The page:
Attack of the quotation marks
Price Attack (est. 1986) is a professional hair care retailer with over 75 stores in Australia which also double as salons. It offers hair care products, straighteners, other electrical products and hair colours; and services such as cuts, colouring, styling, extensions and beauty treatments. The company also provides franchising options and gift certificates. In addition, it sells its products online. (Bloomberg)
The new logo is part of a rebrand which it has undertaken to “stay competitive” in the hair and beauty industry.
The old logo was conceived in 2009, and this is what it replaced. It introduced a “PA” mark with the idea that the words “Price Attack” would be phased out over time. While those two letters were the foundation, the mark was abstract enough that you didn’t read it as such. I, personally, likened the twisty shapes to those hair colour samples you might find in salons – probably not the inspiration for the mark but a relevant connection nonetheless.
In fact, the letters appear to have been designed to look like curly quotation marks, as they were split apart and used to bookend headlines and phrases on various applications (in-store example here). It was a cheap way to increase the logo’s exposure, but it was odd to see phrases set off with these faux quotation marks (fauxtation marks?) when it wouldn’t be appropriate in regular usage.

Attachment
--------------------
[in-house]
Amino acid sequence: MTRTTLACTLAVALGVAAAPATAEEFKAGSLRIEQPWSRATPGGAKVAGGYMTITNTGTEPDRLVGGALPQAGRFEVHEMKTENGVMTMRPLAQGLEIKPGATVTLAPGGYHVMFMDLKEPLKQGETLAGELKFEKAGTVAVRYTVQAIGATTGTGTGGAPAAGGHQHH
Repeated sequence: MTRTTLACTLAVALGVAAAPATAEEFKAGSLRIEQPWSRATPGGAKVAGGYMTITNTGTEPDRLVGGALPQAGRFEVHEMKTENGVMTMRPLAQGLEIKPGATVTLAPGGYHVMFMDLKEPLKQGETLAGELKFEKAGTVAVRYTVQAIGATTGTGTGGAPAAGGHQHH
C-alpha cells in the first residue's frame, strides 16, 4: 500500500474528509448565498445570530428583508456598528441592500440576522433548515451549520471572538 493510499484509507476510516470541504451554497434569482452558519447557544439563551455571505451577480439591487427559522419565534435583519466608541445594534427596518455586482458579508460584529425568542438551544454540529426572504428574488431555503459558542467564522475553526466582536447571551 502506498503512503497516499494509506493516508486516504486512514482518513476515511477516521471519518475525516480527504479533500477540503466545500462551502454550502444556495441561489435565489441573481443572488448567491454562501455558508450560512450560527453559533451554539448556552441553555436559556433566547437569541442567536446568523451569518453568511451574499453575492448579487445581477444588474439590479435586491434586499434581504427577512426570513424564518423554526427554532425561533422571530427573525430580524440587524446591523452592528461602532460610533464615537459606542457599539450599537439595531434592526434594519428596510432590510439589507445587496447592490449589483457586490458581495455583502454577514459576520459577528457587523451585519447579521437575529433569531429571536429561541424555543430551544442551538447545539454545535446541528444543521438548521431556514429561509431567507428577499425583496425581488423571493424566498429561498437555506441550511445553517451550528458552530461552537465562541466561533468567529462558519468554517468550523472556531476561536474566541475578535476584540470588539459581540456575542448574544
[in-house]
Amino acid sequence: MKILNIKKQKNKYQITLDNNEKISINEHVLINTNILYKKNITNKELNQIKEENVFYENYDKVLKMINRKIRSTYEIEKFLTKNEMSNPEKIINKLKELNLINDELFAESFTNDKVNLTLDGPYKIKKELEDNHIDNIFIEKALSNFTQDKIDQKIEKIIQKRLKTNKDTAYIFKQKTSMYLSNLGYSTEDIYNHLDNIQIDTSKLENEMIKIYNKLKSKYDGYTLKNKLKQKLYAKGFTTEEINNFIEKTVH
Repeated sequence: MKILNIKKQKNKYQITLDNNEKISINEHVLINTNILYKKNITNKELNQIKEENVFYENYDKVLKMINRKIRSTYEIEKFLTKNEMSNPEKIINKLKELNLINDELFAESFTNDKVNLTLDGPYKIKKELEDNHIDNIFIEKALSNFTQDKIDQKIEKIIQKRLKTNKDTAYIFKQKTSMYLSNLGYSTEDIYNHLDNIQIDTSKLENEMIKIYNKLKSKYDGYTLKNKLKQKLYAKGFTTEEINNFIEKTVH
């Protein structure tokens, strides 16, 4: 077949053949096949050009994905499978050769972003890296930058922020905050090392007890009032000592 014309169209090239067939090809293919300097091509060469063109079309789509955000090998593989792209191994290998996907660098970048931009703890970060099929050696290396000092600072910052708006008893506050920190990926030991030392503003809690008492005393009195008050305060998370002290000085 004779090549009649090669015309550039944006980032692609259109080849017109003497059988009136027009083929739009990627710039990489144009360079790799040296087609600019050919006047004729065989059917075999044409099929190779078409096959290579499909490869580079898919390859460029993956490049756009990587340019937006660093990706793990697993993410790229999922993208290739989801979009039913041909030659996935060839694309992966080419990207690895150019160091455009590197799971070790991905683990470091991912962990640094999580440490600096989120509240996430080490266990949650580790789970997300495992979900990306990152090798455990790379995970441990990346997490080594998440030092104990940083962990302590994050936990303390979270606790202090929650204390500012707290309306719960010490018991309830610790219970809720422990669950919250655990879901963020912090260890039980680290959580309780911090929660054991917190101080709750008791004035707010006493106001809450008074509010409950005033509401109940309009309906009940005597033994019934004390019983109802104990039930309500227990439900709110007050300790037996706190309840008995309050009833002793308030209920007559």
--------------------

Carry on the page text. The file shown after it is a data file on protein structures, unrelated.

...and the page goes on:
The typeface for the name was Co, a cutesy sans with a soft, organic look that was warm and welcoming. The design of the stroke terminals echoed the curves in the mark and provided an individuality that made it easily recognisable in branded materials. Lastly, the choice of the pinky-red colour was striking and a suitable fit for the retailer which serves a predominantly female clientele.
The new logo retains the type but this time switches on the ligature for “tt” (which neither adds to nor takes away from the logo). The “PA” mark – if you can still call it that – is now unambiguously a pair of quotation marks, however I still don’t have any clarity as to why quotation marks are relevant to the brand. They surely can’t just be a space filler in applications. The new mark is not particularly unique in design and I don’t think it can carry the brand as well when devoid of the accompanying type.
On a positive note, the size relationship between the mark and the type is more appropriate and the more sophisticated colour palette of black and white (supplemented by a yellowy copper in communications) better supports the professional image that the retailer has developed over time. Overall, a passable update.